The trouble with any drama that focuses on homosexuality is that because there are so few of them, all the hopes of the gay community get pinned onto this one drama, and no drama could ever hope to represent 100 percent of a particular community. And so, as true to life as I think it was and as honest a representation of certain types of gay men it was, I also feel that it couldn’t please everybody. I don’t think any show could. But for the character of Dean, I knew [people by the name of] Dean. I had met Deans. I had spoken to Deans. For me, it was very true to life, as was the character that Vincent Franklin played, Henry. I had seen them and I had heard about them and read about them or met these people in real life, so to see them represented was sort of amazing. It was odd, because we split audiences. Some audiences were going: “oh my god, it’s so true! That’s so me. That’s how I am.” And then a lot of people were going: “I’ve never met a gay person that speaks like that or talks that way in my life.” And so, it split audiences. But I think for me personally, I loved it. One, because the strength of the writing was just phenomenal: it was so raw and honest and so fully realized. The characters that were created were so real and vivid and unafraid to express their genuine feelings, whether that was “I’m really scared, but I won’t have another taste of adventure again, so I’m going to go live with a bunch of teenagers.” Or whether that was “I think my life is pretty boring, so I’m going to lie about my life.” All those sort of themes were the best things about it — those truly relatable things that people have, that they feel they are boring, so they fabricate stories, or they lack adventure, or they get intrigued by a slightly dangerous but incredibly sexy younger man, or whatever it is. The strength of the show laid in those universal truths.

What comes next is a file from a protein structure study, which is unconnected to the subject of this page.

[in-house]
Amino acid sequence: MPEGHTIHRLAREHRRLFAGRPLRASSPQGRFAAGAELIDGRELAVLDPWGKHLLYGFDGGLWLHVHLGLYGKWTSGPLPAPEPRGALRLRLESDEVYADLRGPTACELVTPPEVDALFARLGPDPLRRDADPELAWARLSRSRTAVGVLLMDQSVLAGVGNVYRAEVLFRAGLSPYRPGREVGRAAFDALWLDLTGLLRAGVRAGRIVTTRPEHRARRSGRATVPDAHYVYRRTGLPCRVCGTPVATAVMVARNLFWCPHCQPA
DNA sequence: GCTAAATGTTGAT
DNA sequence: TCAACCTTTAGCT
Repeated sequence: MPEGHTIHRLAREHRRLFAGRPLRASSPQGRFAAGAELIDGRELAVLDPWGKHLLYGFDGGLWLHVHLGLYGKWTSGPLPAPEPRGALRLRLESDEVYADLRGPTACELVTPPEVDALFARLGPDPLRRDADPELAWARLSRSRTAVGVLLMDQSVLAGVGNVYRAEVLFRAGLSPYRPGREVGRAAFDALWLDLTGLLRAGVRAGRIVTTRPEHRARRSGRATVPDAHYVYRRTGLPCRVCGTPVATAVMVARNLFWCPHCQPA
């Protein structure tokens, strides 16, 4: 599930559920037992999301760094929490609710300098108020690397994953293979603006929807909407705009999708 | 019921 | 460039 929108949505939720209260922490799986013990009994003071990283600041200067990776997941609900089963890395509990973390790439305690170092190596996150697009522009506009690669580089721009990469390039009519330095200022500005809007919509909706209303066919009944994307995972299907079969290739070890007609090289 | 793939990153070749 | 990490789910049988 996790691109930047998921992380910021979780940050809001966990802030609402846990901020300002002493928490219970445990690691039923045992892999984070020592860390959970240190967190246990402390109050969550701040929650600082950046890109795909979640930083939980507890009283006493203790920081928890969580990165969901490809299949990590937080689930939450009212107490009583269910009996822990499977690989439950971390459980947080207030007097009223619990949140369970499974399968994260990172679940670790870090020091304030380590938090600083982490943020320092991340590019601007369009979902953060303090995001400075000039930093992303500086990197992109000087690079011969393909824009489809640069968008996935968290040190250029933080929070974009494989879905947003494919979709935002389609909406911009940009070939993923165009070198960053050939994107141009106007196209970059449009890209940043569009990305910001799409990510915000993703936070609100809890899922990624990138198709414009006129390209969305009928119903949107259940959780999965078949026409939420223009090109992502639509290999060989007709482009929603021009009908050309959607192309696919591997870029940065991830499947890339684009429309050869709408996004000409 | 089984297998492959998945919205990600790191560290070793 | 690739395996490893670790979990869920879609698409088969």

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You mentioned Glenn Close. What was it like working with her on “The Girl With All the Gifts”?

It was incredible. So, I was in my hotel room, and I got a phone call from the second assistant director. He said: “Glenn would like to run some lines, and she’s asked me. I told her it’d probably be better if she read them with an actor. Would you like to do it?” I said, “yes! Absolutely!” And so they sent the car and I went into her massive trailer and read the scene with her a couple of times, and then we just chatted. It was really lovely. And I said, “I’m so sorry; I have to talk to you about ‘Dangerous Liasions.’” And then she just told me all these stories: how much fun she had working with John Malkovich. It was incredible. The thing that I love about her is that she’s so generous, because she’s had such an extraordinary career, and she’s so generous with stories from all the films she’s worked on. She’s really wonderful in that respect and so much fun! I think you can build up an image of a person in your head, and you may think: “I hope she’s not this Hollywood diva who keeps to herself,” but she was with us the whole time, played backgammon. It was just wonderful. She was really a part of the team.